DVD - 2007
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Even in a land ravaged by fear and intolerance, the seeds of love can still take root and blossom. It is 1947 amidst the chaos and bloodshed unleashed when India and Pakistan are split into separate states. Sikh and former soldier Gian risks everything to save Naseem, a young Muslim woman, from a violent mob. Soon, love builds a bridge between their two worlds, healing the wounds in both their hearts. But how long can their joy last when religious zealots try to tear them apart forever?


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Jun 04, 2014

I saw this and thought ehhh, I'll try it, and at least I can say it was better than I thought it was going to be...

Aug 28, 2013

This is a 2007 drama directed by Vic Sarin, written by Patricia Finn and Vic Sarin. The film is set in 1947, based on the partition of India. It is a heart-wrenching and shocking love story. Included in this DVD is a 48-minute fascinating and amazing documentary ("The Making of Partition: A Journey of The Heart") which reveals that the film was shot 75% in Vancouver, New Westminster, Langley, Ashcroft, and Kamloops in British Columbia, Canada---standing in for India. I've never imagined that any part of the film was shot outside India. The director was told by his father about this tragic love story of a Sikh who risked everyting to save a young Muslim woman from a violent mob. The screenplay was inspired by this true story.

Jun 23, 2012

Kind of boring.

May 17, 2012

This film focuses more on a love story rather than the partition of India. I felt that most of the characters could have used more development. Also, when Gian is traveling to Delhi from the front in the beginning of the move, he sees the Jal Mahal (floating palace) in Jaipur and then the Taj Mahal from afar in Agra. These two cities are in completely opposite directions. Probably not a route that would have been taken to get to Delhi, which is in the north, even during the 1940's.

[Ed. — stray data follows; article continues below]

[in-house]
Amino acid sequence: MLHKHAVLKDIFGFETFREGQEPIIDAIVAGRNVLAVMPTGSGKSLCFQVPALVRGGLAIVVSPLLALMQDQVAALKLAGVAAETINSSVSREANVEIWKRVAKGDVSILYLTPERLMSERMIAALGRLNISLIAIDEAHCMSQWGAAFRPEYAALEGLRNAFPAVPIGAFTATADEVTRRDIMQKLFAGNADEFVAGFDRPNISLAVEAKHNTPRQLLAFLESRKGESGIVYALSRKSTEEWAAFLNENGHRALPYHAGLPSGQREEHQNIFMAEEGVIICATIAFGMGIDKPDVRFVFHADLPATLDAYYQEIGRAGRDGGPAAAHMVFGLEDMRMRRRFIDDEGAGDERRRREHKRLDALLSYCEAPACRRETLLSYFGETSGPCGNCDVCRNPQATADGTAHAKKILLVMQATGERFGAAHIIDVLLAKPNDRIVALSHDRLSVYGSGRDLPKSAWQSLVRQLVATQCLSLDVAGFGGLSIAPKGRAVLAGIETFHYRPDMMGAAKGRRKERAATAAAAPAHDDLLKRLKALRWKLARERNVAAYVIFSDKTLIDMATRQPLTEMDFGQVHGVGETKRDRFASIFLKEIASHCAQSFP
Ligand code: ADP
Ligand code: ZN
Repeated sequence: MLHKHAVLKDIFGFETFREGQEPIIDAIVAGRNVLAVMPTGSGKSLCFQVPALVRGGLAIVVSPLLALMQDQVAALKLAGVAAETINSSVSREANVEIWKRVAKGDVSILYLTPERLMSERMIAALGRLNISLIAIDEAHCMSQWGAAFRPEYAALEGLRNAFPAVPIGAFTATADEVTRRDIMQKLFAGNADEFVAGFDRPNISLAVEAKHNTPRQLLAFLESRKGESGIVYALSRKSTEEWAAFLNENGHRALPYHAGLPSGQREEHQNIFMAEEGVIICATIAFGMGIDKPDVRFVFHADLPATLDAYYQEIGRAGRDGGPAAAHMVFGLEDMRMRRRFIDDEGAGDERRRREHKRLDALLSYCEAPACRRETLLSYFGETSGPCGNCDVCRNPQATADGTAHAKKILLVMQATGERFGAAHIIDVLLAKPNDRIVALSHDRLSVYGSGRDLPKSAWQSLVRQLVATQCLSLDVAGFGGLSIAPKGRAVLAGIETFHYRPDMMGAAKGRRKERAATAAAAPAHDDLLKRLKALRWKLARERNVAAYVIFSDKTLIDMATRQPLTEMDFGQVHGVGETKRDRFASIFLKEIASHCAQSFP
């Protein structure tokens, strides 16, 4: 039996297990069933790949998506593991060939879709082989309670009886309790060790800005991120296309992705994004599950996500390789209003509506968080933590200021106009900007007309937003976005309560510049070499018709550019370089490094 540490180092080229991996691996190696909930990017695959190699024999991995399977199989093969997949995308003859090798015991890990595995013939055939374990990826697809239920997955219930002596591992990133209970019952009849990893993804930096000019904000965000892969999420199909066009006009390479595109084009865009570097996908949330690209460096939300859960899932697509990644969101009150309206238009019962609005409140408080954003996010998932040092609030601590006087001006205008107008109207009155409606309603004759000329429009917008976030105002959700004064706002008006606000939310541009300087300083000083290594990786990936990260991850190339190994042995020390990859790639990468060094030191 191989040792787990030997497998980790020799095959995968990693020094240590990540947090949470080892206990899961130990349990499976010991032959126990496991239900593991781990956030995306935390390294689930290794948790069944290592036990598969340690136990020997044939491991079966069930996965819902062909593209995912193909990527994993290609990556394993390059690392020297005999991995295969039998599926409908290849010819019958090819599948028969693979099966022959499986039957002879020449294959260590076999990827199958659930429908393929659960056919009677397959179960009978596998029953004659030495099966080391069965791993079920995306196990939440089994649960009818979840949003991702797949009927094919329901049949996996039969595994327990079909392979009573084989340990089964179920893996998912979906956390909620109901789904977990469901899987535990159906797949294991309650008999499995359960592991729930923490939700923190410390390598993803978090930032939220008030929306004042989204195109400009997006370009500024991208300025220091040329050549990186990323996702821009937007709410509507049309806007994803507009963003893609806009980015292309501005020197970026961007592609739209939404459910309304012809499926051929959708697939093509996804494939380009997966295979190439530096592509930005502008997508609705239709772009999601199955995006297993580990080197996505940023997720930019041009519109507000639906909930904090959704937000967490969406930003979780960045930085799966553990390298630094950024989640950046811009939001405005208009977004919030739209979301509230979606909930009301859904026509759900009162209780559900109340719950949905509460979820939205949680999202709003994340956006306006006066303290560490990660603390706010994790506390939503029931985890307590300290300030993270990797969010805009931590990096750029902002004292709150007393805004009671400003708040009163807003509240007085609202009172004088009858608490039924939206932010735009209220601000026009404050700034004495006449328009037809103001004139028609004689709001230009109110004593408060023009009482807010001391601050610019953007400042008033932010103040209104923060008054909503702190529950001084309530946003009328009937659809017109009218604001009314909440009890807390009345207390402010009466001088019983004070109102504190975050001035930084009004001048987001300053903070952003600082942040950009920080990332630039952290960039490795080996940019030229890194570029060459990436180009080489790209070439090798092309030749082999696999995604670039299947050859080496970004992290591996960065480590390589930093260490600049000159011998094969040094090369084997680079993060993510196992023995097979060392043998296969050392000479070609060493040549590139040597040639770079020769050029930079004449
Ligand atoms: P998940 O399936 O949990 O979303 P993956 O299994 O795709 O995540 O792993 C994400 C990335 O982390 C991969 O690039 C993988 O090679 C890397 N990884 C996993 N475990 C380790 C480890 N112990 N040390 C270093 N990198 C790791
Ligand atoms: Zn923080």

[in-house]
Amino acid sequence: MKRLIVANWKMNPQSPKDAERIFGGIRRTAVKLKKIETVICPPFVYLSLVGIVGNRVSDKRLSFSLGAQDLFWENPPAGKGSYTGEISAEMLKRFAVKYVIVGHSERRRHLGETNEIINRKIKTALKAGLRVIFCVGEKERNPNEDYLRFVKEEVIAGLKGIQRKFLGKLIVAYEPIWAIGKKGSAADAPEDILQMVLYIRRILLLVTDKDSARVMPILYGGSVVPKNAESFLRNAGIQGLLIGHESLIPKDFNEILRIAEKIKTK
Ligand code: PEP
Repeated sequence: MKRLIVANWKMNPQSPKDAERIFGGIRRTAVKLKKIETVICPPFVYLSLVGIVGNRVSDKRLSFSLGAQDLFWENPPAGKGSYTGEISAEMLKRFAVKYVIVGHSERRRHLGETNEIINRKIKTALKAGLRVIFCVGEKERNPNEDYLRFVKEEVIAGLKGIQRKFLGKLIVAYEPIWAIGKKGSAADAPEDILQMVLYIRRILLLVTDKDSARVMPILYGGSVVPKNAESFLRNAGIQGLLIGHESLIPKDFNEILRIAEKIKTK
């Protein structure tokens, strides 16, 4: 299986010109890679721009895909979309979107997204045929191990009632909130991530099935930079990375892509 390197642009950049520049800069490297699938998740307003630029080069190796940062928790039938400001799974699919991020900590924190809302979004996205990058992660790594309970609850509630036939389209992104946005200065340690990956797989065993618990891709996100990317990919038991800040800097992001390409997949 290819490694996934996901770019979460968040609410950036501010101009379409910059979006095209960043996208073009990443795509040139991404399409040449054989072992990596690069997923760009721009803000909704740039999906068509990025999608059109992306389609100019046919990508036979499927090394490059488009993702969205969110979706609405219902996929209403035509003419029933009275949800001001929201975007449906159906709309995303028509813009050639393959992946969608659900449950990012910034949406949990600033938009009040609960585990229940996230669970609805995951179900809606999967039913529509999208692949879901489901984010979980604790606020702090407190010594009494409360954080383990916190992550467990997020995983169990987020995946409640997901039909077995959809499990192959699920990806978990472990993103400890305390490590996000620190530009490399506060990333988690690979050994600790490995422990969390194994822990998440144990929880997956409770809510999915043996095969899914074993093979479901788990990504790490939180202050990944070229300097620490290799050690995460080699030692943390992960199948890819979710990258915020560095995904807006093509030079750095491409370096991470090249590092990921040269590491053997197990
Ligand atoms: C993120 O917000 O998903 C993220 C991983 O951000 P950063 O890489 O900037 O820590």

Nov 22, 2011


All in the name of Religion, race, ethnicity, politics,,,, man kind keeps INVENTING the justifications for mayhem, so the few elite could keep the crown & the loot.

Jan 21, 2011

This movie did well-enough until the near end. Once the husban converted to Islam, it all went downhill from there - and the ay they killed the husband off is absolutely excruciating.

My sense is that they tried to do far far too much in this film: The impact of the war, the impact of the partition on people, the impact of separation, the impact of attempting to cross the border... etc. The fact that the movie ends in England to try and tell the rest of the story of those affected by partition ruins it. The only thing that was missing was a miraculous pregnancy from the killed husband.

Sep 09, 2010

Many scenes seem to remind me another movie " Heat and Dust".
Director should have been more careful not to include scenes in canola fields in the Puncab region in 1947. The canola plant (old rapeseed) was only modified to be used as seed for oil after Canadian scientists tamed the wild plant into oil producing seed plant in 1950's.
Most Hindi movies made in recent years rightfully include the yellow fields since they have it now. Partition is supposed to be in 1947 then the fields should reflect 1947's plants.


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